Rationale for hyaluronan as a synovial fluid replacement

Once the synovial fluid is flushed out of the joint, the balance of the articular environment is lost. Replacement of the synovial fluid with hyaluronan may promote restoration of homeostasis inside the joint.


 

Restoring the articular homeostasis

Studies have shown that exogenous hyaluronan:

  • restores cartilage metabolism following the physiological disturbance caused by irrigating solution15,16

  • protects the articular cartilage and synovial membrane from damage through its functional and structural properties17-25

  • suppresses chondrolysis of cartilage by reducing penetration of fibronectin fragments4

  • restores cartilage glycosaminoglycan content following 6 weeks of joint immobilisation; in addition, treatment with remobilisation and hyaluronan increased glycosaminoglycan content more than remobilisation alone26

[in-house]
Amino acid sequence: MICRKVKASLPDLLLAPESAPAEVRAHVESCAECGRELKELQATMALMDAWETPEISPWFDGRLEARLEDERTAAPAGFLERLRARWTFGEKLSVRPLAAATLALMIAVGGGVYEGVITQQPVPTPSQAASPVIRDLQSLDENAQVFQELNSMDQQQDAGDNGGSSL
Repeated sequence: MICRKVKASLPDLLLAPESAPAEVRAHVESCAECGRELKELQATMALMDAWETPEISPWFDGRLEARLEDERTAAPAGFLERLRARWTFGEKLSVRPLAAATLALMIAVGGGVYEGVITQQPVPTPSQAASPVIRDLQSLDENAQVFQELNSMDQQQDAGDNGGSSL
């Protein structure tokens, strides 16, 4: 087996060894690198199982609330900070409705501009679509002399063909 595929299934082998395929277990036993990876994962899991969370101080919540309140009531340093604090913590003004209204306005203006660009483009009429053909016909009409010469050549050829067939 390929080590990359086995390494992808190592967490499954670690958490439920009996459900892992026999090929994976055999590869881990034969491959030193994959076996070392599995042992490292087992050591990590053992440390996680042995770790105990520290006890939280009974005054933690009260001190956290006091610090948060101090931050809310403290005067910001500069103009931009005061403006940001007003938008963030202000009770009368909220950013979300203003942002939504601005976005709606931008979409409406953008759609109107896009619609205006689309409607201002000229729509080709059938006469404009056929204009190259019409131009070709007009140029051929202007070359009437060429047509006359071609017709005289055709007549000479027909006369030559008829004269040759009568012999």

• promotes repair of degraded cartilage, reverses the damage caused by exposure to fibronectin or interleukin-1, and restores proteoglycan to normal levels27

  • promotes meniscal regeneration following meniscectomy and appears to inhibit degeneration of articular cartilage for up to 6 months28,29

  • stimulates collagen remodelling and inhibits swelling during healing of meniscal tears in a rabbit model of total medial meniscectomy30

  • stimulates the synthesis of endogenous hyaluronan31

  • promotes wound healing32 and the healing response following surgical laceration of the anterior cruciate ligament in rabbit models.33

Saline Irrigation
Saline irrigation significantly inhibits cartilage metabolism, as shown by reduced 35S-sulphate incorporation into proteoglycans.
It is restored to normal by the addition of hyaluronan16

 

Meniscal Regeneration
Following partial meniscectomy, hyaluronan promotes meniscal regeneration compared with saline29

 

Healing of damage
Exogenous hyaluronan stimulates healing of damage to the
anterior cruciate ligament (ACL)33